Vale S.A. Global-Scale Rating Outlook Revised To Positive On Favorable Debt-Reduction #BBB-# Ratings Affirmed

Stocks and Financial Services Press Releases Friday April 21, 2017 09:32
BUENOS AIRES--21 Apr--S&P Global Ratings

BUENOS AIRES (S&P Global Ratings) April 20, 2017--S&P Global Ratings said today that it revised its outlook on its global-scale rating on Vale S.A. to positive from stable. We also affirmed our 'BBB-' global-scale corporate credit and issue-level ratings on bonds issued through Vale Canada Ltd., Vale Overseas Ltd., and PT Vale Indonesia Tbk. At the same time, we affirmed our 'brAAA' Brazilian national-scale rating on Vale. The outlook on the national-scale credit rating remains stable.

Vale's credit quality is improving rapidly due mainly to supportive iron ore prices and management actions to contain the company's leverage, such as non-core asset divestitures and operating cost reductions. We still expect iron ore prices to dip slightly this year, but given their very strong levels during the past six months, we believe Vale could reduce its adjusted debt by $8 billion-$10 billion by the end of 2017. Such a drop would represent 20%-25% of adjusted debt as of Dec. 31, 2016.

In our view, a markedly lower debt position could pave the way to an upgrade because it would reduce vulnerability to price downturns, compensating for the inherent volatility of Vale's cash flows. In the longer term, as Vale's operating cash flows would grow stronger due to increasing volumes from Carajás pit and lower capital expenditures, we expect annual discretionary cash flows of at least $4 billion, which the company would use to reduce its debt further.

Vale's portfolio is more concentrated in iron ore than those of other big miners, exacerbating volatility patterns of profits and cash flows in the past two years as iron ore prices fluctuated. That's the main reason why we assess its business risk profile as satisfactory, as opposed to other big and low-cost producers such as Rio Tinto PLC (A-/Positive/A-1), BHP Billiton Ltd (A/Stable/A-1), or Glencore PLC (BBB/Positive/A-2). Still, Vale's massive scale, stellar mining portfolio, and top-performing cash cost profile support its business risk profile.

We expect the company's FFO to debt to range between 35% and 40% and adjusted debt to EBITDA at around 2x in 2017 and 2018.

Our main assumptions include:Iron ore prices of $60 per ton for the rest of 2017 and $50 per ton in 2018 (62% iron ore content delivered in China);Total cash costs (C1 costs, SG&A, freight and royalties) at $32 per ton in 2017 and $28 per ton in 2018 due to volumes from S11D project in Carajás mine;Iron ore volumes (including pellets, own production only) of 370 million tons in 2017 and 415 million tons in 2018 (average content of 63.5%);Average exchange rates of R$3.25 per $1.00 in 2017 and R$3.30 per $1.00 in 2018;Annual pellet production of 53 million tons in 2017 and 55 million tons in 2018;Copper prices of $5,500 per ton in 2017 and 2018;Asset disposals of $3 billion in 2017 (including the partial repayment of the loans that Vale had granted to the Nacala Corridor in Mozambique and the cash portion coming from the sale of the fertilizer business for $1.25 billion);Capital expenditures of $4.5 billion in 2017 and $4.0 billion in 2018; andDividend payments of $1.5 billion in 2017 and $1.0 billion in 2018.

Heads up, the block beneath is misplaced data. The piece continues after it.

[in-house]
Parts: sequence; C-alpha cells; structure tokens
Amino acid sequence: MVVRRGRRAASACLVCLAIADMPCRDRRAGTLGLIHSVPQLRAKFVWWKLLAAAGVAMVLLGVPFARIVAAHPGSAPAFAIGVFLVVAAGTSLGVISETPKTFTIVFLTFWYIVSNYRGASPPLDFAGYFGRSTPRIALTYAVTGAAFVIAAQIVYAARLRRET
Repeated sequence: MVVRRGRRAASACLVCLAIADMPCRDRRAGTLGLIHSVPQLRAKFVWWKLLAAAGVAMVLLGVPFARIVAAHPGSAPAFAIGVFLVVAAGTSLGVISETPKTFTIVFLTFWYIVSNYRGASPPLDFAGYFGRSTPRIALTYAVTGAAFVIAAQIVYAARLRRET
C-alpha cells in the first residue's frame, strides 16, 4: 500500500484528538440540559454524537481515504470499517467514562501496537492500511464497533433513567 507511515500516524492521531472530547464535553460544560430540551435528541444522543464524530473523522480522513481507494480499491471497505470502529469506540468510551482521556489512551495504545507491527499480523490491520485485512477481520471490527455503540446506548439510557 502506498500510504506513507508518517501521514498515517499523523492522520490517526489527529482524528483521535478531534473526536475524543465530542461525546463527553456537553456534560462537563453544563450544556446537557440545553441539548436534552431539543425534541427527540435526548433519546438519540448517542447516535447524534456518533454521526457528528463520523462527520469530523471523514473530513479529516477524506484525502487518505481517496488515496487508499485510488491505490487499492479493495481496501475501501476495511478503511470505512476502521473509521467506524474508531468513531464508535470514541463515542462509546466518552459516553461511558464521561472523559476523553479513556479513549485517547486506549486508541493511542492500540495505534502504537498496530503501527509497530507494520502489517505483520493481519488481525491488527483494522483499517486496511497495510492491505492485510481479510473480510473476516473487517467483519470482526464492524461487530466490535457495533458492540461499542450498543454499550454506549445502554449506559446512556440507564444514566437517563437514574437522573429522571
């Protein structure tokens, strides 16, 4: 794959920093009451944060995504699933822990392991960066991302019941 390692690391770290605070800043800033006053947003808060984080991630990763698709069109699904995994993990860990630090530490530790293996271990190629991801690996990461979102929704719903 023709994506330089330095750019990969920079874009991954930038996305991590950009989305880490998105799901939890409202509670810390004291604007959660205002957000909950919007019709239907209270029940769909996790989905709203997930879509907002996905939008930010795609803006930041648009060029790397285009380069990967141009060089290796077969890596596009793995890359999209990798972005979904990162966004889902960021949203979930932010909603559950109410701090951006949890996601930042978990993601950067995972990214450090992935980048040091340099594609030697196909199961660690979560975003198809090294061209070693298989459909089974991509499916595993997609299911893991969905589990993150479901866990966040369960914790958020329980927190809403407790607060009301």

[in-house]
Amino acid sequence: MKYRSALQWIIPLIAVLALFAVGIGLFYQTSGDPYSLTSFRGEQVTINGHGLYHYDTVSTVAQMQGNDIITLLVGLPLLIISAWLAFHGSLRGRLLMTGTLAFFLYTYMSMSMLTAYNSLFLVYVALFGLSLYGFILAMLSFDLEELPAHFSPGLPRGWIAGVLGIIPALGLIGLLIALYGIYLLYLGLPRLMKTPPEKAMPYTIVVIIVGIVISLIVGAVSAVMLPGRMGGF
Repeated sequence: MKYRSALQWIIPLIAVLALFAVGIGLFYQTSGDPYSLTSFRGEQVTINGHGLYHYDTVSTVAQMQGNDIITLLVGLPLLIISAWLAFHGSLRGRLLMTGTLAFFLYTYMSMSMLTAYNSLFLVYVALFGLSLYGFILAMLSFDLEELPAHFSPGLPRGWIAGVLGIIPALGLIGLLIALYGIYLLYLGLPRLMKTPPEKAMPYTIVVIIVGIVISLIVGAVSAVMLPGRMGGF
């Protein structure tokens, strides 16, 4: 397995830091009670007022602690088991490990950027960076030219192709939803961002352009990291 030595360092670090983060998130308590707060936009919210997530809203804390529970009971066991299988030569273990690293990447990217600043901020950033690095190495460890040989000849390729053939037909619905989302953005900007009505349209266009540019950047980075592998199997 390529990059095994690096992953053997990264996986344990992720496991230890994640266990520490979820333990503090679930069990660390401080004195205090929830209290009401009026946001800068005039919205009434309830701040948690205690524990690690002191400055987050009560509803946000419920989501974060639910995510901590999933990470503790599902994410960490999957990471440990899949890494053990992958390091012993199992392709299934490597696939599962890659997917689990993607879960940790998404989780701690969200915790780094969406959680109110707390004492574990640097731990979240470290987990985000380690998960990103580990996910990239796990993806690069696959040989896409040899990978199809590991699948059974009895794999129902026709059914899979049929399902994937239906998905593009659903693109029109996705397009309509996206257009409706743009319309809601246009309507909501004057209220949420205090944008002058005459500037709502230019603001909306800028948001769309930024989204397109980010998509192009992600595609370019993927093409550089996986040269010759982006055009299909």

Our adjusted debt estimates include the unamortized portion of the three gold stream transactions on the Salobo mine, derivatives liabilities that are intended to hedge currency and interest-rate risks on debt totaling $1.1 billion, 50% of the amount stemming from the remediation agreement following accident at Samarco's dam for $1.5 billion, and $5 billion on a tax liability (REFIS).

The credit rating on Vale remains two notches above our foreign- and local-currency ratings on Brazil (BB/Negative/B).

We stress the company under a hypothetical Brazilian sovereign default scenario, in which we believe the company would have sufficient cash flow generation to cover its obligations and would maintain liquidity sources over uses of more than 1x for a one year of simulated stress scenario.

Vale's rating upside remains limited to one notch above Brazil's T&C assessment, which is currently at 'BBB-'.

Therefore, we expect Vale to serve its foreign-currency debts even in a scenario of severe currency controls in Brazil. The positive outlook on Vale reflects the increased likelihood for an upgrade within the next 12-18 months, given that output from the S11D projects is increasing and the company is maximizing economies of scale.

We could raise the ratings if the company's FFO to debt approaches 40% while debt-to-EBITDA stays in the 2.0x-2.5x range under our current price assumptions for iron ore.
That would also require Vale to reduce nominal debt meaningfully in order to increase its resiliency to price downturns.

Under any circumstances, the ratings on Vale will remain capped at one notch above Brazil's T&C assessment. According to our calculations, a $5 dollar change in iron ore prices would cause a $2 billion variation to our base-case adjusted EBITDA.

Because we expect discretionary cash flows of at least $4 billion and the downside risk to our price assumptions might be rather limited—given that supply would likely shrink at less than $50 per ton--we believe downside risks for the ratings are limited.

Nevertheless, we may revise the outlook to stable if market conditions don't allow Vale to reduce nominal debt, so its credit metrics would remain more vulnerable to price downturns. Credit metrics in line with the current rating category would be FFO-to-debt of 25%-30% and debt to EBITDA of 2


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